Learn how the Nylas Email API makes it easy to integrate with 100% of email providers to add complete email draft and send functionality to your app.
If you want to add email functionality to your app, the ability to send an email is something your users probably expect. Investigating the various options for connecting to email service providers can be a daunting task that requires you to read through complex provider documentation and implement niche protocols like SMTP and IMAP. Why spend your time becoming an expert in email integrations when it could be better spent building the features your users love?
The Nylas Platform provides a single point of integration that instantly connects 100% of email, calendar and contacts providers to your app, via simple REST APIs. With Nylas, you can add email functionality to your app in minutes; this article will show you how build complete email draft and send functionality with the Nylas Email API.
Getting Started with Inbox Zero
Inbox Zero is a demo inbox application that you can use to explore and understand the Nylas API. It’s built using:
Next.js, a framework for making server-rendered React apps
Express.js to create RESTful endpoints on the server
Lowdb, a lightweight key-value database powered by Lodash, for storing user information
Drafting & Sending Emails
Inbox Zero is all about getting a grip on your incoming mail so we’ll focus on creating reply emails, but the same principles apply for new outgoing threads. Here’s the steps:
Create a draft and set up the metadata for a reply email.
Set up infrastructure to upload attachments
Put it all together and send an email!
Let’s get started!
Draft an Email
Inbox Zero includes a reply button that opens up a view to let the user draft an email. When the use hits this button, there are some states that need to be setup for the view initialization. The first step is to figure out who the email will be sent to. A reply should be sent to the previous sender, but it should also include anyone else who is on the to, cc, and bcc lines. Lastly, we don’t want to send the reply to the user themselves, so their email address is filtered out.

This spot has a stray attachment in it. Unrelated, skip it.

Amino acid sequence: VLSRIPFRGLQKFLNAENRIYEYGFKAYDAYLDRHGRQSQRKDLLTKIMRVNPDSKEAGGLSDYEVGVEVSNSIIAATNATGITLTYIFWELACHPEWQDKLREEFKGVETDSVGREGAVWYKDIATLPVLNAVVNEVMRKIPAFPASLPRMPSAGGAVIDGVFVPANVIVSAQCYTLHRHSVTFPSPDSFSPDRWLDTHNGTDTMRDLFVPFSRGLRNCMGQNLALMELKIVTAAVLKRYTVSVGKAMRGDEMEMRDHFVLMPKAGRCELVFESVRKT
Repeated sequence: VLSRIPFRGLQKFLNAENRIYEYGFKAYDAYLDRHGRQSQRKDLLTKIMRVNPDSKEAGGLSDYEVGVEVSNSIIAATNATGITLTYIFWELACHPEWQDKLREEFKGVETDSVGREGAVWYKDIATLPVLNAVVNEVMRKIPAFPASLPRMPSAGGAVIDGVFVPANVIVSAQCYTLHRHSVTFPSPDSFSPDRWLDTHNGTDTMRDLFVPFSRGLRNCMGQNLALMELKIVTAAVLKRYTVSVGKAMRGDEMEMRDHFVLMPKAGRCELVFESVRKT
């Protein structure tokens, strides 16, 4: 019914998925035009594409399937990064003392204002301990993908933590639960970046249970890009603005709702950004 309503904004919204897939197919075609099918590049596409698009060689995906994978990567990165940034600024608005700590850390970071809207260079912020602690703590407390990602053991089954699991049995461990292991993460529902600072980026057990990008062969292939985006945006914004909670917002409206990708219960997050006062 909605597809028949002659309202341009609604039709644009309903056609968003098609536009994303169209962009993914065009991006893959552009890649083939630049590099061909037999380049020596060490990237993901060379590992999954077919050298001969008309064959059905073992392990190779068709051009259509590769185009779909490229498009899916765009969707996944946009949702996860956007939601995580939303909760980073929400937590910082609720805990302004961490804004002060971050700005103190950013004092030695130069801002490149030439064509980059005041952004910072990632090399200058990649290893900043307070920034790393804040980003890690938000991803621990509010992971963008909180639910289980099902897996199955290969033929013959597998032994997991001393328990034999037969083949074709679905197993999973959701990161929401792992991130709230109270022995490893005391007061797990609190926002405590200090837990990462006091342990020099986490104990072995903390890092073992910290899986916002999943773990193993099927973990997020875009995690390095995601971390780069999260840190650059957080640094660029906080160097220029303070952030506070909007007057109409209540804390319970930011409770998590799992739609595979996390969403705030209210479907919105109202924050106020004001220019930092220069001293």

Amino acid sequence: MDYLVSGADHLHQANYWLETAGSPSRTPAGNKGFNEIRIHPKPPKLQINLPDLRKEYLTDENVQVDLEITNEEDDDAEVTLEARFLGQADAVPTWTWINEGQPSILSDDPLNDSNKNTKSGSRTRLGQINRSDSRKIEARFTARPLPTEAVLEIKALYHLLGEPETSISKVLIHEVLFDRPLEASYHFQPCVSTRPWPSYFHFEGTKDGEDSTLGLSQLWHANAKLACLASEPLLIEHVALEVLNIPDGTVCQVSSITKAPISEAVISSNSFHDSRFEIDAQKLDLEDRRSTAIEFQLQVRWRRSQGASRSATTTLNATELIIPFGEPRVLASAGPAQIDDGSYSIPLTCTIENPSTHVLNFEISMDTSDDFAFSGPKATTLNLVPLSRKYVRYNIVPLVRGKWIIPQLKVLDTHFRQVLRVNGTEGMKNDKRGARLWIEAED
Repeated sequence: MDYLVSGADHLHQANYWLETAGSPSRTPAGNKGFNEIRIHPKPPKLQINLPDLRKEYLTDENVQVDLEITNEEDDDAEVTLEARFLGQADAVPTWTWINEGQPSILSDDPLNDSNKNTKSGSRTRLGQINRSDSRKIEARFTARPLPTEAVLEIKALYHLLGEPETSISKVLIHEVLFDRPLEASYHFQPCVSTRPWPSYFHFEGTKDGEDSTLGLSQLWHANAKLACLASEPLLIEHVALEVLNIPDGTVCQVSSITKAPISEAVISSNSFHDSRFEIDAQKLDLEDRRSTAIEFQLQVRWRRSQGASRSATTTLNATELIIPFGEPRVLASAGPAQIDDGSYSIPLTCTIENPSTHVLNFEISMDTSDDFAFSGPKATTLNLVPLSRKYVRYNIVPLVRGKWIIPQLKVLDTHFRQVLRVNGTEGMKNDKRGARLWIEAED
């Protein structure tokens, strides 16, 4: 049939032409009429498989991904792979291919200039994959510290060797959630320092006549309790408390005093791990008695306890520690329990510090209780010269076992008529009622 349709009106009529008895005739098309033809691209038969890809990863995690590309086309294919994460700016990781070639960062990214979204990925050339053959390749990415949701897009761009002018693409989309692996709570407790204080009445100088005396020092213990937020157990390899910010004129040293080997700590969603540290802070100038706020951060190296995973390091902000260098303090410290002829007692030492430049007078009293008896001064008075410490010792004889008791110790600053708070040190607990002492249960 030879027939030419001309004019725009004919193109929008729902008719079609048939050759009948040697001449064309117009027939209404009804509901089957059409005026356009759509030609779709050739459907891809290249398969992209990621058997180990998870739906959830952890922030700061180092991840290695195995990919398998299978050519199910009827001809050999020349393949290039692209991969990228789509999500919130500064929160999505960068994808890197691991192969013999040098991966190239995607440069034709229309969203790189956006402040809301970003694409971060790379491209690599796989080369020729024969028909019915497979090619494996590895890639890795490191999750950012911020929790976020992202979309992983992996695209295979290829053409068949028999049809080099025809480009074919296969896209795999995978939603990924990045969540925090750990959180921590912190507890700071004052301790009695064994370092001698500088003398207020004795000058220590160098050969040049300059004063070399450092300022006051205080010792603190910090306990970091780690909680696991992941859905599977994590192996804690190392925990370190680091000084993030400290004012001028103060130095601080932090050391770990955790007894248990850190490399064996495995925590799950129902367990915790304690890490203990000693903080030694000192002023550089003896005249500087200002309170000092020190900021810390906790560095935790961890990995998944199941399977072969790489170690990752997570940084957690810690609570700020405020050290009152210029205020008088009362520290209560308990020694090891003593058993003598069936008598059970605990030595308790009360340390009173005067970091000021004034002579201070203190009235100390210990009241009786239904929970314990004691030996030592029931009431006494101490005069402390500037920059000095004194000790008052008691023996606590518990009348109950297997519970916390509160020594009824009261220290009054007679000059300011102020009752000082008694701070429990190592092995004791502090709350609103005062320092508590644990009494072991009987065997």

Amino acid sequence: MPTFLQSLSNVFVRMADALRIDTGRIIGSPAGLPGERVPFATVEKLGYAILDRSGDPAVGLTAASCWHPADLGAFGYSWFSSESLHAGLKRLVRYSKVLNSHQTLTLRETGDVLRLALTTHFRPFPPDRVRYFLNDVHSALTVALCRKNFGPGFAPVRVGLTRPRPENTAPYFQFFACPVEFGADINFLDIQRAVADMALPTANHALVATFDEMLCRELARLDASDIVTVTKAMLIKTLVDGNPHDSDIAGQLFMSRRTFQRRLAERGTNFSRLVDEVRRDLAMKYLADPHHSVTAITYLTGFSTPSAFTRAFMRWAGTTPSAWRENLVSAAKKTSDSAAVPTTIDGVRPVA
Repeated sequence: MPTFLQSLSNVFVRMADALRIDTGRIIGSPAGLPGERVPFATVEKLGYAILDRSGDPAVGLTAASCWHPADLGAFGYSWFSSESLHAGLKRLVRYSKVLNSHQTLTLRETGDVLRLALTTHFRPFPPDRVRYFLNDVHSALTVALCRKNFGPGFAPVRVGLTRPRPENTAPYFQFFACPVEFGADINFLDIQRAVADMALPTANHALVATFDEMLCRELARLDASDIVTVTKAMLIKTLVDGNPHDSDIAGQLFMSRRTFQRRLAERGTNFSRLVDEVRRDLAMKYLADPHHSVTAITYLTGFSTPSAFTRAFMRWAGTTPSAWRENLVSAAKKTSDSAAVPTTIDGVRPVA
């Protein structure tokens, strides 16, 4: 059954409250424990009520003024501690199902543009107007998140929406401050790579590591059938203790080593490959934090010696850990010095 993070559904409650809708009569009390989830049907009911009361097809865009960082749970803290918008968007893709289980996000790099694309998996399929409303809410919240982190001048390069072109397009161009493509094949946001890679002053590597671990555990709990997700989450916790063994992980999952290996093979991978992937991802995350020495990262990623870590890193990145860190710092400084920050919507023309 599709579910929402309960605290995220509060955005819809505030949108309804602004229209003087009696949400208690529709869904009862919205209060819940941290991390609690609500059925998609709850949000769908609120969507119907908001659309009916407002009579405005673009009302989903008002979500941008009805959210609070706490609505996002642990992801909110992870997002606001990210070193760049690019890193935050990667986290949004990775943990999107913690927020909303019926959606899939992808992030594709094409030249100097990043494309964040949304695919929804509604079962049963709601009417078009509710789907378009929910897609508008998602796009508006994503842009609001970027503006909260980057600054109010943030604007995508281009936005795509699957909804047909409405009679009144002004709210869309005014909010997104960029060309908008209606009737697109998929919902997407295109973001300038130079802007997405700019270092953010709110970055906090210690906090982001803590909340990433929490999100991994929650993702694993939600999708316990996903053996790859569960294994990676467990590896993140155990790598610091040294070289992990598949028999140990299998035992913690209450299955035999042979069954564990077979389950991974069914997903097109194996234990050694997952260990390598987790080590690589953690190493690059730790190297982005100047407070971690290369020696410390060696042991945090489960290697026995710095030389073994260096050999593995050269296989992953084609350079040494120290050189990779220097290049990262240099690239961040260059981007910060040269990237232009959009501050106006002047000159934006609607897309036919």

Once the recipient state is set up, it’s time to present the user with an email editor to let them write their message, and update the recipients as needed; Inbox Zero uses Quill for easy, rich text editing. On the back end, the content of the message is placed into the body property of the outgoing message object.
No email draft functionality is complete without the ability to add attachments. The first step to add an attachment is to upload the file to the Nylas Platform. To do so, we need an HTML form that the user can interact with to select a file that will be provided to the attachment upload route. Inbox Zero uses the Formidable module for interpreting the file upload data and Node’s built-in fs module for lifting the file from disk.
When the user hits the send button they trigger the reply route with the thread ID in the URL and the outgoing message information in the request body. The first thing this route does is mark the original email thread as read since the user has now addressed it.
Next, the thread metadata is used to set the subject line and to set the replyToMessageId to be the ID of the last message in the thread. Setting the replyToMessageId properly is important because it helps mail providers associate messages with threads so that they show up properly for the recipients.